China Picks Sleepy Village as Hub of Financial and Tech Zone
Since the time of the Ming dynasty five centuries ago, the village of Quantou has stood amid the wetlands on Bayang Lake, one of the largest in northern China. Roughly 50km south of Beijing, its main industry has been tourism, catering to urbanites seeking a lazy day catching crayfish among the reed marshes.
But on Saturday this sleepy corner of Hebei province was catapulted into confusion by news of its imminent transformation into “Xiongan New Area”, a global financial and technology center to rival Shenzhen and Shanghai.
Official news agency Xinhua surprised locals with a government announcement that surrounding Xiongan county would, in its near entirety, become “another new area with national significance after the Shenzhen Special Economic Zone and the Shanghai Pudong New Area”, two of China’s most vibrant areas that sprung up from farmland in the space of a few years in the 1980s and 1990s. Xinhua described the initiative as a “major historic and strategic choice” by China’s President Xi Jinping.
The announcement has put sleepy Xiongan on the map. Such is the demand for Xiongan residence permits, or “hukou”, that the local government announced a temporary halt to registering marriages in the county. Shares in stocks related to Hebei province have soared.
Meanwhile, the government has clamped down on speculators in the midst of a property boom, as out-of-towners flock to the county’s real estate developments with suitcases of cash to buy apartments. The state-run China Daily on Thursday reported that seven people had been arrested for breaking real estate rules, while 71 sales offices had been closed.
Quantou residents say they should have seen it coming. An announcement at the start of the year prohibiting the building of homes in Quantou and surrounding villages was a sure sign, they say, that their town would be razed like many a village in China to make way for urban progress. They are likely to receive new apartments and compensation but have not been told where or how much.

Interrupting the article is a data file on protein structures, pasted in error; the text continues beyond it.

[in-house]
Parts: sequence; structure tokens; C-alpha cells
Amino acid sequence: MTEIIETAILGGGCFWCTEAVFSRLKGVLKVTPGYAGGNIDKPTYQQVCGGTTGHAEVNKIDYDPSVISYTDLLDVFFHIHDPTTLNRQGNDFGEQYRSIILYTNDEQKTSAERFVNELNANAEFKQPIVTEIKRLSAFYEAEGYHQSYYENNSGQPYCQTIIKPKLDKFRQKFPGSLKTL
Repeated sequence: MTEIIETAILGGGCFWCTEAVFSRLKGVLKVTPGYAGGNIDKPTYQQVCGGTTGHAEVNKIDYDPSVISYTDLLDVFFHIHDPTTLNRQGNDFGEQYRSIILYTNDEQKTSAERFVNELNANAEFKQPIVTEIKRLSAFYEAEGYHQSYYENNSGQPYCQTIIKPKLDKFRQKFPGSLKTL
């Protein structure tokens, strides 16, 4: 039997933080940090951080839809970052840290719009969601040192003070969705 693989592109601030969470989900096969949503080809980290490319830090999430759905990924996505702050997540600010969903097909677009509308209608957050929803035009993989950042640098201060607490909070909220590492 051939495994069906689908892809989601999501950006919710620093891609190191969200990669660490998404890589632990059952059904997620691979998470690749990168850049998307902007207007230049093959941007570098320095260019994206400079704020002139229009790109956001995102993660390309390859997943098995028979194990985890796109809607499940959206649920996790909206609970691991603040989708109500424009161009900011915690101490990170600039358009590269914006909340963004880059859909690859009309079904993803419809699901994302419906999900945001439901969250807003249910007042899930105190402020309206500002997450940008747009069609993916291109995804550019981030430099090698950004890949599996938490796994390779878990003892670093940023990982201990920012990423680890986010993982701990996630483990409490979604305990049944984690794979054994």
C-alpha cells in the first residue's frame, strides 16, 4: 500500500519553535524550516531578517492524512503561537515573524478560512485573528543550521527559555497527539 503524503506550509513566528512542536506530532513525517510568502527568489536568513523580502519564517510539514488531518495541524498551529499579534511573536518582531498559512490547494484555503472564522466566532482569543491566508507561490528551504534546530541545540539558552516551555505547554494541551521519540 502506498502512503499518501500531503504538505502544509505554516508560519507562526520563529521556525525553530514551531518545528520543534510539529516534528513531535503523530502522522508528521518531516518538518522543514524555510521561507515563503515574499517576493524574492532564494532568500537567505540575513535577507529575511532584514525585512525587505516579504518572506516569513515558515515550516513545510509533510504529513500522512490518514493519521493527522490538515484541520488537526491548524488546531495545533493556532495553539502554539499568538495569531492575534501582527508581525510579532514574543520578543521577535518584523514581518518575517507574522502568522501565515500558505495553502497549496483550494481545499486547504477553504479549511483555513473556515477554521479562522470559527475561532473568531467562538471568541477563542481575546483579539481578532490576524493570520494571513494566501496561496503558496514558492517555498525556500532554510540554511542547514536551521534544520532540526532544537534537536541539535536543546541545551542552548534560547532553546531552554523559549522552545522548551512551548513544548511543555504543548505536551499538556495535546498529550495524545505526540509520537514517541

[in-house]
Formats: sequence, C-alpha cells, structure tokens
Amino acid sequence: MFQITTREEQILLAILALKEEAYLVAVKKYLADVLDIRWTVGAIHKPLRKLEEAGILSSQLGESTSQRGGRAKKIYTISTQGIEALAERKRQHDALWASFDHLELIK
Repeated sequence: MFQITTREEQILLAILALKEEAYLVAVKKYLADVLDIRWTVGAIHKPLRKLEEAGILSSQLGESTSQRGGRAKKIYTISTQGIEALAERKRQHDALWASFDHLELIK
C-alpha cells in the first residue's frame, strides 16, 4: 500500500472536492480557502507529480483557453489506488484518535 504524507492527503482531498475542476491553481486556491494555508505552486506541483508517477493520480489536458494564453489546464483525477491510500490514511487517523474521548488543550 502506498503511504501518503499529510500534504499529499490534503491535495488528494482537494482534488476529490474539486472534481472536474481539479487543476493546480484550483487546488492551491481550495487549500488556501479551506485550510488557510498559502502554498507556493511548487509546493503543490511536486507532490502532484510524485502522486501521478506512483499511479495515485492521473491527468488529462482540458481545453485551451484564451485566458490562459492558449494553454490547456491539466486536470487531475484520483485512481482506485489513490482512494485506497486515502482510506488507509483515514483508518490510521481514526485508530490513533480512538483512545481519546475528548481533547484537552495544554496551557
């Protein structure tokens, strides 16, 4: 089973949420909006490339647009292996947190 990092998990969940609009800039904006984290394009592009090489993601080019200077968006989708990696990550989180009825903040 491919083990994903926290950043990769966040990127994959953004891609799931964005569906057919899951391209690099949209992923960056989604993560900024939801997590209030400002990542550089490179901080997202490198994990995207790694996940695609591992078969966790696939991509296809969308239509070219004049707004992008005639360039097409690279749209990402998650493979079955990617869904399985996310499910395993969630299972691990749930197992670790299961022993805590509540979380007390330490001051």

“What else can we do other than going where the government tells us to?” says an elderly Quantou resident in his 70s who asks to be identified only as Mr. Chen. “The decision has been made so our only option is to go along and follow the order when it comes.”
The fate of Xiongan offers a microcosm of China’s rapid urban development, with a few words from a political leader often being enough to send property developers, financiers and speculators racing to make a fast buck on the next boom. The government has created dozens of “new areas” in recent years as part of a huge urbanization drive that has swelled cities’ populations by hundreds of millions.
Now, as Beijing suffers overcrowding, Xiongan New Area is among a planned constellation of megacities uniting the capital with neighboring Tianjin and Hebei province, aimed at attracting overflow population and commerce from the capital.
“The move will help phase out non capital functions from Beijing, explore a new model of optimized development in densely populated areas, and restructure the urban layout in the Beijing Tianjin Hebei region,” Xinhua quoted the government announcement saying.
Most property developments in the county are ringed by police and security guards prohibiting non-residents from entering. In the parking lot of the Wenquan Xiaozhen (Hot Spring Town) compound, a loudspeaker plays a continuous loop of exhortations to avoid speculators.
That did not stop the owner of a small dumpling restaurant inside the compound, who gave her name as MS Zheng. She recently bought a 120 sq m apartment in one of the county’s top compounds “It was newly renovated and I’m willing to sell it now,” she tells customers.
A real estate buyer who only gave her name as MS Sun said she had sold 16 apartments in just a few days despite a government ban on new sales, and that housing prices had quintupled.
“There have been rumors about the new area since the end of last year and housing prices have been skyrocketing since then,” she says.
But back in Quantou, the villagers are not expecting to get rich. “We don’t have any real estate here,” says the elderly Mr. Chen’s daughter, who owns a restaurant in town. But she said she is looking forward to having a new flat somewhere else. “The government should have reasonable arrangements in place for us villagers,” she says confidently.
Source: Financial Times by Charles Clover and Sherry Fei Ju | April 7, 2017